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Gary Neville fuming with “immoral” politicians feeding Manchester’s inequality crisis

Gary Neville challenges politicians on inequalities on behalf of Greater Manchester - and despite being well-off, he is proving to put principles and people before his own financial gain

“I think it’s okay to be offended by Manchester not having enough affordable housing and also not having high class luxury accommodation…

“I’m offended by both.”

Gary Neville is a red, and will always be a red and that attitude goes way beyond football.

He’s passionate about where he comes from, where he lives (in Greater Manchester) and he wants to invest back into that part of the country. And he’s making a case for having concerns at both ends of the social spectrum.

“Why should the people of Manchester have to go to Paris or London to experience five-star hospitality and service? We should be able to get it in our city.”

He’s ‘offended by the fact that we can’t raise the standards at the highest level and the fact that we can’t look after people and make sure that everyone’s got a house to be able to live in that’s of a comfortable size and in the area they want to live in.’

Bury born Neville doesn’t really like the word ‘entrepreneur’ as he feels it’s ‘a little a bit wankerish’, but the fact remains; he is one of the city’s most prolific business leaders of the last decade – especially since retiring from playing football in 2011.

The scale of Neville’s business portfolio as a CEO and chairman is astounding. Nevertheless, confessing on a recent episode of The Diary Of A CEO with Steven Bartlett, he says the word makes his ‘skin crawl a little bit’.

The former Manchester United captain is the CEO of a multiverse of operations such as Hotel Football, Stock Exchange Hotel, Salford City Football Club, St Michael’s Manchester development, a project management consultancy; and the list goes on. The one constant is that the heart of all his businesses are in Greater Manchester. In Salford, Trafford and Manchester city centre, and he feels ‘very focused in my investments around that.’

All his businesses are startups and he says ‘it’s the [building] teams part of it’ that he loves the most.

Without question, Neville is first and foremost known as a football legend and entrepreneur second but transferring his skills from the field into the business landscape, he’s also a man who isn’t afraid to speak up for the greater good of his people.

He’s night and day when it comes to both business and equal rights. Despite no interest in a career in politics as he feels he ‘could have a greater influence in Greater Manchester’ and wants to ‘try to influence things in the private sector away from the public sector’, Mr Neville has become quite political on social media about social issues and using his voice to shed light on things that are going wrong in politics.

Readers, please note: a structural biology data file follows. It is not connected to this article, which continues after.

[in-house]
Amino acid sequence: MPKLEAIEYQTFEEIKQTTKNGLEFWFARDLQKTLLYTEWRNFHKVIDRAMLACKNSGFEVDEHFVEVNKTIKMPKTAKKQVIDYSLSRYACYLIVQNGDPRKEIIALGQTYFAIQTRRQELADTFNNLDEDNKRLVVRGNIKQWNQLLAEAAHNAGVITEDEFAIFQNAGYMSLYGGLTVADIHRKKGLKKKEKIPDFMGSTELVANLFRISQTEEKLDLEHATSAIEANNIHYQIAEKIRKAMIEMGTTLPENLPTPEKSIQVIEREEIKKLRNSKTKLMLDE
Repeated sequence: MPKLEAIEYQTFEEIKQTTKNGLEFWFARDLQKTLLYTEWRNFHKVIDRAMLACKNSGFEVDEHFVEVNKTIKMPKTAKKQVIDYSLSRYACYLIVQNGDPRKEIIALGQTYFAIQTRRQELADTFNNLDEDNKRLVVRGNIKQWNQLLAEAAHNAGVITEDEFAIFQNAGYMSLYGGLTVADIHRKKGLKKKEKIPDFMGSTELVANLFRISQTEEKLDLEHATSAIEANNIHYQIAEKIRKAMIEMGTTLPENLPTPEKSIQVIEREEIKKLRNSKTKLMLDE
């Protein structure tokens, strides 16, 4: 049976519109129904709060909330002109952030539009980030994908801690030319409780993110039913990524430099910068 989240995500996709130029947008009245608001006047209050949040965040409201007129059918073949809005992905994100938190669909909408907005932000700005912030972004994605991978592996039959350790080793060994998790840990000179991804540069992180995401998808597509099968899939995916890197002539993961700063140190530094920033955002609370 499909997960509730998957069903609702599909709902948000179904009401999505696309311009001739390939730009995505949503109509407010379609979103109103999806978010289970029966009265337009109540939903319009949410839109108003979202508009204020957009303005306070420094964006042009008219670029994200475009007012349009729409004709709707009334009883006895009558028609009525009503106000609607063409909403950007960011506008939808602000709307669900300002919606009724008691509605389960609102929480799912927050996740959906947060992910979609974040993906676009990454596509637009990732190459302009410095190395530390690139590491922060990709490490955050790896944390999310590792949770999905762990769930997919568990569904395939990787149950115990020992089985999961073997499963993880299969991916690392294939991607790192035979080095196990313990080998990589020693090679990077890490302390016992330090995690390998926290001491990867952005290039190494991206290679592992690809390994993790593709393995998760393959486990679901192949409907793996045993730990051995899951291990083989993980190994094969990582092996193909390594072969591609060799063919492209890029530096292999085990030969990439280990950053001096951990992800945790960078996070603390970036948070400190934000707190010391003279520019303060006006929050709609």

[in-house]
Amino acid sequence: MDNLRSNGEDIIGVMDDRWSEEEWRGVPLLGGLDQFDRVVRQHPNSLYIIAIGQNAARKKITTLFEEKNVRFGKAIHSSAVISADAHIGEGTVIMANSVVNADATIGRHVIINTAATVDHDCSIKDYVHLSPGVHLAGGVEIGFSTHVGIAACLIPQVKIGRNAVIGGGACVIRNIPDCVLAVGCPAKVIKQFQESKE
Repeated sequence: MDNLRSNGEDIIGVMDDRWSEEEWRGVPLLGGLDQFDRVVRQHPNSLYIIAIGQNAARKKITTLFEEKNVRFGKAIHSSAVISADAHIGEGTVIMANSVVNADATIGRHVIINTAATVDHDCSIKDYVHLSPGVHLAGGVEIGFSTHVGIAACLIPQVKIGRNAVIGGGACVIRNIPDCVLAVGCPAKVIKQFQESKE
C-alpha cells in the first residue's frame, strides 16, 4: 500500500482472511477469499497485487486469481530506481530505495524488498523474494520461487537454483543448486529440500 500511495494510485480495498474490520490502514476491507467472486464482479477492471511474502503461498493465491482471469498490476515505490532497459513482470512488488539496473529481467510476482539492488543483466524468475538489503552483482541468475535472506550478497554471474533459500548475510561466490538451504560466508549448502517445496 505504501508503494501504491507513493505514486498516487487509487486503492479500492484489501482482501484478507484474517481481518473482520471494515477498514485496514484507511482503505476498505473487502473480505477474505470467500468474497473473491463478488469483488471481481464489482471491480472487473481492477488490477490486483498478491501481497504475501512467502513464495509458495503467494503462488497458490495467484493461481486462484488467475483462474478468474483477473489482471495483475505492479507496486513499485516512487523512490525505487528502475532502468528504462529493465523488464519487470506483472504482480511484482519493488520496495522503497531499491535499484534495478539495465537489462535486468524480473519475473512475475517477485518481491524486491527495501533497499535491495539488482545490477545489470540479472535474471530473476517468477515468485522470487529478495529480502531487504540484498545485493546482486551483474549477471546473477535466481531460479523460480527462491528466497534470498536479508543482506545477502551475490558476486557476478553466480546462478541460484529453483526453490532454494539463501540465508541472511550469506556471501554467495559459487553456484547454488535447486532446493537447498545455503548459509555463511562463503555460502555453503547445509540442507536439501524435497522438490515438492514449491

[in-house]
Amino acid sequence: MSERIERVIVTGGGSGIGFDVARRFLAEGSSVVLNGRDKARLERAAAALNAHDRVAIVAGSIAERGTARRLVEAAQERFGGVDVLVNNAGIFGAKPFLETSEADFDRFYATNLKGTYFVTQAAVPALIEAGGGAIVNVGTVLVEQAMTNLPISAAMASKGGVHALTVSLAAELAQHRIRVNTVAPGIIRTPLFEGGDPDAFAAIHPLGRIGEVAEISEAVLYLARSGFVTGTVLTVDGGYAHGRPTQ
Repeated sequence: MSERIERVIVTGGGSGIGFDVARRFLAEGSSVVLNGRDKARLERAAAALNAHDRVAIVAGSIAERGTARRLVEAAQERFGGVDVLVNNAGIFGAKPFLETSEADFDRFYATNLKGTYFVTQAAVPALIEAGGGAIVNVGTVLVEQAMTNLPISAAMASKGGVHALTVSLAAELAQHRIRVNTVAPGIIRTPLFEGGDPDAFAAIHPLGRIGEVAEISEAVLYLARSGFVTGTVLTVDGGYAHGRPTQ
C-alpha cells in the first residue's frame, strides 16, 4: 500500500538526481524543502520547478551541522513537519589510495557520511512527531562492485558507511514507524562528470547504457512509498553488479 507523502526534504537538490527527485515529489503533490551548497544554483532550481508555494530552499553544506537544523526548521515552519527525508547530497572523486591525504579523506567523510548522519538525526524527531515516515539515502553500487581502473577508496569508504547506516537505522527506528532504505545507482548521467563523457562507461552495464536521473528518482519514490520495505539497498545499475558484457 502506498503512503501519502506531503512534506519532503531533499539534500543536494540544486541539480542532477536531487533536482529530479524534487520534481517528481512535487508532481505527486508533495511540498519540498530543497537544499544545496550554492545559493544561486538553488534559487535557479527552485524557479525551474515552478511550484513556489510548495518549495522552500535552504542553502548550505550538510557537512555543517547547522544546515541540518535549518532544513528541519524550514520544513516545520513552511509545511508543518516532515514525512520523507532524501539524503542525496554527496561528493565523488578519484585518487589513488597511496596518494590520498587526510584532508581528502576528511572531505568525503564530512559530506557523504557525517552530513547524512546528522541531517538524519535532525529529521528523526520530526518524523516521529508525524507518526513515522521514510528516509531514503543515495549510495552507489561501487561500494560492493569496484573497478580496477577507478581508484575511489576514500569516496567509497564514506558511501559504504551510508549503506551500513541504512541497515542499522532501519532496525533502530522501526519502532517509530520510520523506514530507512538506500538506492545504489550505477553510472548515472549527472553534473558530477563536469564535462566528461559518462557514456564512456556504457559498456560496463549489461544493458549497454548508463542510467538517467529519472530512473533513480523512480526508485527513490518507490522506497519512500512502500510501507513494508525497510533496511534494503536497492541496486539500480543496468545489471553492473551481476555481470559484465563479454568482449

“It’s not acceptable to be quiet anymore if you’re in a position of influence and if you’ve seen something that’s wrong…

“We’ve been conditioned to think that you can’t be in the Labour party *and* be entrepreneurial… And it’s only the Tory party that is good for business… The Labour party *have* to change that perception…”

Despite being a business leader himself with no interest in politics, he believes that ‘politicians should be the highest quality of business people and entrepreneurs to be able to deliver the plan that we all want.’

“He’s right,” says Steven Bartlett. “If there isn’t that supply there for the high end then the economy is going to suffer, because it [Manchester] won’t attract business, it won’t attract investment into the city if the standards aren’t there.”

Neville joined the Labour party earlier this year because he doesn’t get why he ‘can’t fight for people who can’t afford their energy bills this winter just because we have a bank account that’s more than people would like it to be’

In a recent exclusive interview with The Mirror, Gary Neville slammed Tory tax cuts for the rich as “immoral” and “madness”.

The ‘well-off’ entrepreneur bashed the plans to give billions to the rich as he prepared to make a star appearance at the Labour Party conference tomorrow.

In an interview with The Mirror, he declared that Keir Starmer as prime minister would be “a change that cannot come quick enough”.

The former England international accused Liz Truss of “taking the absolute Mickey out of us” by helping the well-off as ordinary families find it difficult to make ends meet.

In a mini-Budget on Friday, Chancellor Kwasi Kwarteng axed the 45p top rate of income tax – handing 660,000 high earners on more than £150,000 an extra £10,000 a year. He also scrapped the cap on bonuses for fatcat bankers.

“People are struggling to pay their energy bills. I don’t know any person on more than £150,000 a year that will think it’s the right thing to do to basically give us more money,” Gary said.

“They want better public services, better health, education, doctor waiting times to come down.”

“It’s immoral to think at this moment in time, tax cuts should be given to the wealthy when people are so nervous and desperate,” he said. “The reason I’m there is to highlight with my voice that it’s just wrong.

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